Barney’s Version

An oddball film that could so easily have been as shambolic as its central character, proves to be an insightful and amusing take on eventful moments that shape ordinary lives.


We witness a hotchpotch of episodes from the life of Barney, an impulsive and often obnoxious TV producer of a truly appalling camped-up soap opera that apparently has found success in Bulgaria.  Generally out of step with much of his surroundings, Barney is a throw back to the anti-heroes of 1970’s New Hollywood, those edgy misfits who cannot reconcile the demands of a mainstream lifestyle with an inherent free spirit.


Paul Giamatti plays Barney with consummate ease; his screen persona is well suited to this overweight and heavy drinking ice hockey addict from the Montreal Jewish community.  Barney’s first two marriages are unmitigated disasters, the second of which effectively ends on its wedding night when Barney claps eyes on Miriam who became wife No 3.  Miriam, refined and attractive, is very much Barney’s binary opposite and they form an unlikely couple to say the least.  Barney is boxing above his weight here but it is a measure of Giamatti’s enduring appeal that it does not appear implausible.  We identify Barney with endearing qualities that Giamatti subtly allows to feed through his screen persona, carried over from previous performances, and allows Barney to emerge as the vulnerable but loveable jerk.  Giamatti deservedly bagged a Golden Globe for best performance in a comic role but missed out in the recent Academy Award nominations.


Needless to say, it all goes horribly wrong for Barney.  Possessive and jealous; he throws away his marriage on a one night stand with a small time actress floozy.  We watch with anguish as Barney storms into his doctor’s surgery demanding a test for every STD under the sun.  The tests were negative but Barney had already pressed the self-destruct button; there was no turning back, there were no second chances.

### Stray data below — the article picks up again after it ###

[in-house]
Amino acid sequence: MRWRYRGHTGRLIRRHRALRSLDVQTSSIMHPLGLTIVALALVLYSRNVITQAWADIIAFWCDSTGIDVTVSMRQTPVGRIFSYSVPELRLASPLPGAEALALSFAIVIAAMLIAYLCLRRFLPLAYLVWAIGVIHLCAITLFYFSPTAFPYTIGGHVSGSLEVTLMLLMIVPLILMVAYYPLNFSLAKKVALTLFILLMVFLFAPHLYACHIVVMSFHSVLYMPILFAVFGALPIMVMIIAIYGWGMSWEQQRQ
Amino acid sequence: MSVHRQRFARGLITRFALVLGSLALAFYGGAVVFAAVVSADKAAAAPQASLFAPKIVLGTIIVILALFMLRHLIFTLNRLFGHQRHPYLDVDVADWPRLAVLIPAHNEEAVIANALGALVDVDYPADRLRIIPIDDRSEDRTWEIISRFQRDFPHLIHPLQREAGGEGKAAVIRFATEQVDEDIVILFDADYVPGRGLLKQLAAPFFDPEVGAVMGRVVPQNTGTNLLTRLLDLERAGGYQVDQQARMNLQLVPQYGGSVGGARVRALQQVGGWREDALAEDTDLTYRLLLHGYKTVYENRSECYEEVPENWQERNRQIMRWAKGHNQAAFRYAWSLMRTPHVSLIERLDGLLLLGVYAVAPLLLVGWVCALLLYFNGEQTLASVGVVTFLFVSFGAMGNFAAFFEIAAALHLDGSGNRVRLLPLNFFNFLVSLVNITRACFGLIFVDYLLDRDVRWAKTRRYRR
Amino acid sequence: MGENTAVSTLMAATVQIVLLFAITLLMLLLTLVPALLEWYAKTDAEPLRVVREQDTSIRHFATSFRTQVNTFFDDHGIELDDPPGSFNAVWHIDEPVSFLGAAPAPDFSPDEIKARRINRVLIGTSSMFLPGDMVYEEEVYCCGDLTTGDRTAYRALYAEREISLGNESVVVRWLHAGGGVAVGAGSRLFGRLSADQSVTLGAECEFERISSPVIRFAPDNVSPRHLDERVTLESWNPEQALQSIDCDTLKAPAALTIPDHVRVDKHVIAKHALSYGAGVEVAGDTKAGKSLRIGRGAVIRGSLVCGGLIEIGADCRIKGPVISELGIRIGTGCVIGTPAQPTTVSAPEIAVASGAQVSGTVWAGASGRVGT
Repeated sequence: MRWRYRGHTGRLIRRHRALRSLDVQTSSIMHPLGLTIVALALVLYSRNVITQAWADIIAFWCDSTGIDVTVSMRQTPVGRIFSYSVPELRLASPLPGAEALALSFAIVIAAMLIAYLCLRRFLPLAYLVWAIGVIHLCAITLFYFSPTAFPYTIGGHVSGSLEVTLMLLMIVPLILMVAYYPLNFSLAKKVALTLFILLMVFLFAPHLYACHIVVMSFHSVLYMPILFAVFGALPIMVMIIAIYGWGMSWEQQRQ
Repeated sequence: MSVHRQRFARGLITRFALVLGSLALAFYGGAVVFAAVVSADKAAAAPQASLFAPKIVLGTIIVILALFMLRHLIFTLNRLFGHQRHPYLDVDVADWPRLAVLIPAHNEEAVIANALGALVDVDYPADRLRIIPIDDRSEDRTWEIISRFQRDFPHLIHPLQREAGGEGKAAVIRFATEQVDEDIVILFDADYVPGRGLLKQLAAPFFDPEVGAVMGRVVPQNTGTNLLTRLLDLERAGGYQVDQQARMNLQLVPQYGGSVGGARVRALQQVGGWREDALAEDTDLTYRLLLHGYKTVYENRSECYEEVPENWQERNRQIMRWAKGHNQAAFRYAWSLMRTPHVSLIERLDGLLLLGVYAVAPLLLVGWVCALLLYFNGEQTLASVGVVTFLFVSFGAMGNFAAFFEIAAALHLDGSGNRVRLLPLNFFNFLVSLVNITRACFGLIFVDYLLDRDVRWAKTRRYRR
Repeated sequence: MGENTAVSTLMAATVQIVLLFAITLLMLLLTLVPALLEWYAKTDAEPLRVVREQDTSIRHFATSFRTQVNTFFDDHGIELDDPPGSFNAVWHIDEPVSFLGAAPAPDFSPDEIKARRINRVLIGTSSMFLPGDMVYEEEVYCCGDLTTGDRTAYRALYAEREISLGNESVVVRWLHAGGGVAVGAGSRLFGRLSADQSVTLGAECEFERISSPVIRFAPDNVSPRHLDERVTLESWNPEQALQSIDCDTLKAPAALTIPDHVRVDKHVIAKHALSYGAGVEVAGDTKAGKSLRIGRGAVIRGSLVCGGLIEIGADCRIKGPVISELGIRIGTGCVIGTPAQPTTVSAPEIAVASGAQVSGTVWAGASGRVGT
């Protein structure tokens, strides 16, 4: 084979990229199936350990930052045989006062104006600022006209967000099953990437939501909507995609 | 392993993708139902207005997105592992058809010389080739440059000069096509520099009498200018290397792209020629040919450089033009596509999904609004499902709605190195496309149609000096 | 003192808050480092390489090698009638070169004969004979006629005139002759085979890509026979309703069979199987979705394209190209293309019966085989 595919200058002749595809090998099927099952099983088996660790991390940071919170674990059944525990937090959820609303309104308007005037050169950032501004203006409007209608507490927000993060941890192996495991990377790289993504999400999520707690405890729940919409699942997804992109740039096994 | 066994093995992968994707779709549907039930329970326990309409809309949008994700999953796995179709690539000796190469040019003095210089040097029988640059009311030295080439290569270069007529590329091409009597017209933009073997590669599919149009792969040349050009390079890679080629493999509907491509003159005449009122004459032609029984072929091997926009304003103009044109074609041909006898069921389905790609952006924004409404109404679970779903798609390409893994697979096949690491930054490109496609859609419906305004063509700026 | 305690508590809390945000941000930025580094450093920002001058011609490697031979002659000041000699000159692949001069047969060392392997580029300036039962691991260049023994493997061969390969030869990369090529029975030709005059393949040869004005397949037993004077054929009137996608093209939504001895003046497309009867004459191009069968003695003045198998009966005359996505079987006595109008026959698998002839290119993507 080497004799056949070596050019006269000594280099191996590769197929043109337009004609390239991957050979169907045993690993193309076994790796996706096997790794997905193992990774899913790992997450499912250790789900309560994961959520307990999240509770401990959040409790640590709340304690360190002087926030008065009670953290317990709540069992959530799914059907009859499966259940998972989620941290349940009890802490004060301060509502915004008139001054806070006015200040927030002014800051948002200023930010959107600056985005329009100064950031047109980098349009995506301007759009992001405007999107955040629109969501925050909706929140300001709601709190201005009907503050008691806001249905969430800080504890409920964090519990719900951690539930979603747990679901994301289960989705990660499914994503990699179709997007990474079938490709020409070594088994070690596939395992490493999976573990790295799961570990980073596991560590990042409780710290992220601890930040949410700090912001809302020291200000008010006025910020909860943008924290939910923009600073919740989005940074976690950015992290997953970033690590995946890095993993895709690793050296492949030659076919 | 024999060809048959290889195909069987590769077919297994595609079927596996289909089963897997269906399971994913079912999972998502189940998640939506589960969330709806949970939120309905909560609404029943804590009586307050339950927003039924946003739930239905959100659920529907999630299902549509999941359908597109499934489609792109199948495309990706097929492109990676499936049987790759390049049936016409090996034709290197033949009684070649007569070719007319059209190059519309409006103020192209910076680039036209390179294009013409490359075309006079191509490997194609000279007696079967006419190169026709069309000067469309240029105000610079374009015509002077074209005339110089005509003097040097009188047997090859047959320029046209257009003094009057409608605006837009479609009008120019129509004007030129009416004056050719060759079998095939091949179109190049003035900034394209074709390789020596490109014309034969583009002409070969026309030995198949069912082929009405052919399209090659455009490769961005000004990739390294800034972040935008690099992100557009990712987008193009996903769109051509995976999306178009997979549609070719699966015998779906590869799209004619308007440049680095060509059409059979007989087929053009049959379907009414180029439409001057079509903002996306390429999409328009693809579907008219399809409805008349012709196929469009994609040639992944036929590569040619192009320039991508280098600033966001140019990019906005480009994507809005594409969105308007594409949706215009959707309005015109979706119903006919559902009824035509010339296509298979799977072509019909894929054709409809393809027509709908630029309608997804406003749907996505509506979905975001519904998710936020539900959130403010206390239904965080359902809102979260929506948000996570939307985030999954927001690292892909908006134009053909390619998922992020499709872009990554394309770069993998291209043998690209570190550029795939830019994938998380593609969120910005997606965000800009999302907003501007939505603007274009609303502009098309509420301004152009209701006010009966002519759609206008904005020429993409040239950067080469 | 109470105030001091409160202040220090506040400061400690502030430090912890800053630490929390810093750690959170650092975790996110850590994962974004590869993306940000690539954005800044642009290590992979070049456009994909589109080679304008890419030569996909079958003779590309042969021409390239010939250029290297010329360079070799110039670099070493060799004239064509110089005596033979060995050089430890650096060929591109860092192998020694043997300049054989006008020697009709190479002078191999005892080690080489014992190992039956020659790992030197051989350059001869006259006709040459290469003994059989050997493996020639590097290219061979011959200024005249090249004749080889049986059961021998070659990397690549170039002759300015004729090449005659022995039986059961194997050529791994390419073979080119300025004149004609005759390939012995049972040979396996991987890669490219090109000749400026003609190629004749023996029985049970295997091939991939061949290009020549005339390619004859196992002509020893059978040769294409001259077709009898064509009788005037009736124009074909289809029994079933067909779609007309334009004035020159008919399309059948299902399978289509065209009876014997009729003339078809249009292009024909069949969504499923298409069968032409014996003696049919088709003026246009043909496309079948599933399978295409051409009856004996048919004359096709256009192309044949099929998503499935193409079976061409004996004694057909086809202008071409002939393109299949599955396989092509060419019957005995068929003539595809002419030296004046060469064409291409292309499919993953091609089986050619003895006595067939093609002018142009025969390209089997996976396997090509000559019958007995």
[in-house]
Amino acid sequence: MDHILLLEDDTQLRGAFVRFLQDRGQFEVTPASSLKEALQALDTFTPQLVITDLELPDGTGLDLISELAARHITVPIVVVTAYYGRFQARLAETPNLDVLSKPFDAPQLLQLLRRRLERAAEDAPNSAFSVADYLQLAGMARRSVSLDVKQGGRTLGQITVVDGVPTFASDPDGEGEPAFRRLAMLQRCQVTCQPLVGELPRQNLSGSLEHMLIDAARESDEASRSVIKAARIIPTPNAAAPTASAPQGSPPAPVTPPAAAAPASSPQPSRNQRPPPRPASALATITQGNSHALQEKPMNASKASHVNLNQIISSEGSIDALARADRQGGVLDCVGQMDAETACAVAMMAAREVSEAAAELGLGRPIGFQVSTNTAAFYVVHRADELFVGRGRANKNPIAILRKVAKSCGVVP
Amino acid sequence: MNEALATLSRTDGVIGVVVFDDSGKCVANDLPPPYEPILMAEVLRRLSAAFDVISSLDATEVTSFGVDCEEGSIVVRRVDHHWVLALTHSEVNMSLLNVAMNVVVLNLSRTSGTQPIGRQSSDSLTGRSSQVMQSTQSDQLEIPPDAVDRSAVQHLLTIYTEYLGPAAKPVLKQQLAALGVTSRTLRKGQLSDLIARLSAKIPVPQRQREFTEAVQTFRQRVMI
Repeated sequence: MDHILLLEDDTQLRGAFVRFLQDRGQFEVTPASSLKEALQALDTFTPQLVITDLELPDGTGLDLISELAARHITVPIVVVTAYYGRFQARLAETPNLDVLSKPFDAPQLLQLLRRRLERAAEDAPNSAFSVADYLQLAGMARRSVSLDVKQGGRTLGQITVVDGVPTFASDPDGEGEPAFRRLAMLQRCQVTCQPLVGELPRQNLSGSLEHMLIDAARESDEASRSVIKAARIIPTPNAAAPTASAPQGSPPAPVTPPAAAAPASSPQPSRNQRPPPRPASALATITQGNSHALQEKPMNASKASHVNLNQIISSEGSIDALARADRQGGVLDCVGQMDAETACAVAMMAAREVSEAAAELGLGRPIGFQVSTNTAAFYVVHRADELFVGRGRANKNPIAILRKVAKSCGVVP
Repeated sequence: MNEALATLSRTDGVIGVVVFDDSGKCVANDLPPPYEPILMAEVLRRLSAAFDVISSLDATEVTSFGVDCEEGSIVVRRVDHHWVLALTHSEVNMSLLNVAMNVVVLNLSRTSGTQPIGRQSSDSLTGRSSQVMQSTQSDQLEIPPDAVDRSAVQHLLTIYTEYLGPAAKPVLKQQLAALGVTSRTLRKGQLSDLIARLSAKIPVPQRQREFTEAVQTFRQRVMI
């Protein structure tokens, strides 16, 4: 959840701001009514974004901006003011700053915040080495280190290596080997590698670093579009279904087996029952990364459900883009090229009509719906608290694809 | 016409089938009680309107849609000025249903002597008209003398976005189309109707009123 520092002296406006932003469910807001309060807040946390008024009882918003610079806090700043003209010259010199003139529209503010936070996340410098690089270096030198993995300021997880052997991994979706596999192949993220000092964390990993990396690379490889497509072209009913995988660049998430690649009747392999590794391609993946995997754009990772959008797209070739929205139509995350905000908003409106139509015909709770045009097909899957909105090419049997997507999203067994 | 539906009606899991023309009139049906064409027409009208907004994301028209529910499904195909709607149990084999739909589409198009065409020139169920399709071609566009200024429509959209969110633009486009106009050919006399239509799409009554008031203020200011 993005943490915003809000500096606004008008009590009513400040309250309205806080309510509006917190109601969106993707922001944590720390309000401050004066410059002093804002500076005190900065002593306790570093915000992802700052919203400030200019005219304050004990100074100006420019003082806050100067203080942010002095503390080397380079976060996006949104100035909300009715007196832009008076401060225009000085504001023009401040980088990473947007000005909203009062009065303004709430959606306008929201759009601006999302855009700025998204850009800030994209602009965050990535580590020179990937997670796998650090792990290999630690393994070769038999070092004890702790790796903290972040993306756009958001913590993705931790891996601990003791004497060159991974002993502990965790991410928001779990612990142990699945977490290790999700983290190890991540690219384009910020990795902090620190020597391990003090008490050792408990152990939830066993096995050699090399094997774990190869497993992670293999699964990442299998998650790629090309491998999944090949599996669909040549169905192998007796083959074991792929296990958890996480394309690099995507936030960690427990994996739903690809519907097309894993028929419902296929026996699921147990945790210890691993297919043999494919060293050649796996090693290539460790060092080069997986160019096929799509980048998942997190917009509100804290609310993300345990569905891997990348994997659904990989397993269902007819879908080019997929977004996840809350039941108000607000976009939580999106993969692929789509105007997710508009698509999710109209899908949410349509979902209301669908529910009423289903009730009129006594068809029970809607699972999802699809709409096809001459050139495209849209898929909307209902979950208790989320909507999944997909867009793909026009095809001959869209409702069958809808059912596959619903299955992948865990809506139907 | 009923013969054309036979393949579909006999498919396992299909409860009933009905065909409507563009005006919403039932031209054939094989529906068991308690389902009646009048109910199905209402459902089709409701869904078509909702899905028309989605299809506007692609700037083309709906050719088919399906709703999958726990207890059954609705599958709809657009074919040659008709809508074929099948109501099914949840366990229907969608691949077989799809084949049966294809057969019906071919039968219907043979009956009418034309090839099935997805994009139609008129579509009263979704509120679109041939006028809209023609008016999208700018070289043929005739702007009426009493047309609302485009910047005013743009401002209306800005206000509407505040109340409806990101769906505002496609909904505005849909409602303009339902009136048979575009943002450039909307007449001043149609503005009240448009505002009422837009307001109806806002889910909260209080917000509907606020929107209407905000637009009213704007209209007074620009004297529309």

A strange mystery hangs over proceedings.  Barney had a drunken altercation with a close friend during earlier times whilst brandishing a gun that is a serious contender for the strangest wedding present in recent film history.  His friend was never seen again and an ex-cop, convinced of foul play, was obsessed with proving Barney’s guilt even to the point of publishing a book on the subject.  We discover the truth late into the film but, by this time, Barney is suffering from Alzheimers and unable to comprehend its significance.  Without schmaltz, the final scenes are affecting as the former Barney, flawed but very much alive, gradually disappears into an empty shell.


There is a memorable comic turn from Dustin Hoffman as Barney’s eccentric but wise father who is the wedding present guilty party.  Minnie Driver is a riot playing Barney’s over the top socialite second wife and Rosalind Pike is a revelation with a mature and balanced performance par excellence as Miriam.  Richard L Lewis’s direction is assured and Michael Konyves provides a witty and intelligent screenplay adapted from Mordecai Richler’s successful novel of the same name.


It is to be hoped that all the publicity surrounding the recent releases in contention for prestigious Academy Awards does not swamp this perceptive and engaging contribution to thoughtful filmmaking.  There is much to enjoy here for those prepared to give it a chance.price of cialis in usabuy cialis 40 mg onlinecytotec for sale cytotec que es cytotec 200mg cialis sublingual sale cialis sublingual order online cost cialis sublingual cheap cialis sublingual

January 28th, 2011 - admin

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